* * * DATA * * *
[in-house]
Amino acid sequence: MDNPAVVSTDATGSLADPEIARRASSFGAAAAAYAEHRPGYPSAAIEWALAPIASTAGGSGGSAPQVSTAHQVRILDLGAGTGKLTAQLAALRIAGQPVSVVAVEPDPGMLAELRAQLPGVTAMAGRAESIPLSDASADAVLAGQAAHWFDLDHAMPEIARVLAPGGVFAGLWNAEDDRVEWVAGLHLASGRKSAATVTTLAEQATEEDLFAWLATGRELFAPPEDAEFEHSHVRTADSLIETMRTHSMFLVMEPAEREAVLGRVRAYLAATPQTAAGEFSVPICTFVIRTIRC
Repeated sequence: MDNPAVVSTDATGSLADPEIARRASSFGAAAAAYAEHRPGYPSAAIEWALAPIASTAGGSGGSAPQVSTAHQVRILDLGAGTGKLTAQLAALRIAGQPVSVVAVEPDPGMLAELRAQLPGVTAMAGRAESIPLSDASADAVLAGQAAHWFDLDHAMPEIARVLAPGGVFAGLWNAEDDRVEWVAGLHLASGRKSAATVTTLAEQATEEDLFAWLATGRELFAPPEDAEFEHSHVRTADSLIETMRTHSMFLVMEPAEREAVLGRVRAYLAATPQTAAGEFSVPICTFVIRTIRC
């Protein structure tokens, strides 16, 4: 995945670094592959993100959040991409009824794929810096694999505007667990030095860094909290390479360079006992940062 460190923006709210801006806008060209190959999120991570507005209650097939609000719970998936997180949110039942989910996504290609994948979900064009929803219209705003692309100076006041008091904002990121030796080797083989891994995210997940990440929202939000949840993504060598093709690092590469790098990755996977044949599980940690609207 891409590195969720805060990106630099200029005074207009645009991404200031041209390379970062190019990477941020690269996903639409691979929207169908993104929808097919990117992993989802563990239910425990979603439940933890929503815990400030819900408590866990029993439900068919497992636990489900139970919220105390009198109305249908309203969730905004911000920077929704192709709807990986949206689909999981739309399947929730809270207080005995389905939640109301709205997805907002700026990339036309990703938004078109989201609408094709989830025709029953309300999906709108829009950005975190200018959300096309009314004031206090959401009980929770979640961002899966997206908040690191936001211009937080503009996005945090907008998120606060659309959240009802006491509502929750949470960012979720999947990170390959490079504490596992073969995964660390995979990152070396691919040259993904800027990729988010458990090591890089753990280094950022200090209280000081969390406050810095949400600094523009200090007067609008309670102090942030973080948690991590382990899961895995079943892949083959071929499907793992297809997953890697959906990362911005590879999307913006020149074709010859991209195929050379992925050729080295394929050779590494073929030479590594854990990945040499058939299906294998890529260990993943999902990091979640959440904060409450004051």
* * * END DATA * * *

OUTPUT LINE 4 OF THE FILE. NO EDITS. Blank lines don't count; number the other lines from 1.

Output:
């Protein structure tokens, strides 16, 4: 995945670094592959993100959040991409009824794929810096694999505007667990030095860094909290390479360079006992940062 460190923006709210801006806008060209190959999120991570507005209650097939609000719970998936997180949110039942989910996504290609994948979900064009929803219209705003692309100076006041008091904002990121030796080797083989891994995210997940990440929202939000949840993504060598093709690092590469790098990755996977044949599980940690609207 891409590195969720805060990106630099200029005074207009645009991404200031041209390379970062190019990477941020690269996903639409691979929207169908993104929808097919990117992993989802563990239910425990979603439940933890929503815990400030819900408590866990029993439900068919497992636990489900139970919220105390009198109305249908309203969730905004911000920077929704192709709807990986949206689909999981739309399947929730809270207080005995389905939640109301709205997805907002700026990339036309990703938004078109989201609408094709989830025709029953309300999906709108829009950005975190200018959300096309009314004031206090959401009980929770979640961002899966997206908040690191936001211009937080503009996005945090907008998120606060659309959240009802006491509502929750949470960012979720999947990170390959490079504490596992073969995964660390995979990152070396691919040259993904800027990729988010458990090591890089753990280094950022200090209280000081969390406050810095949400600094523009200090007067609008309670102090942030973080948690991590382990899961895995079943892949083959071929499907793992297809997953890697959906990362911005590879999307913006020149074709010859991209195929050379992925050729080295394929050779590494073929030479590594854990990945040499058939299906294998890529260990993943999902990091979640959440904060409450004051």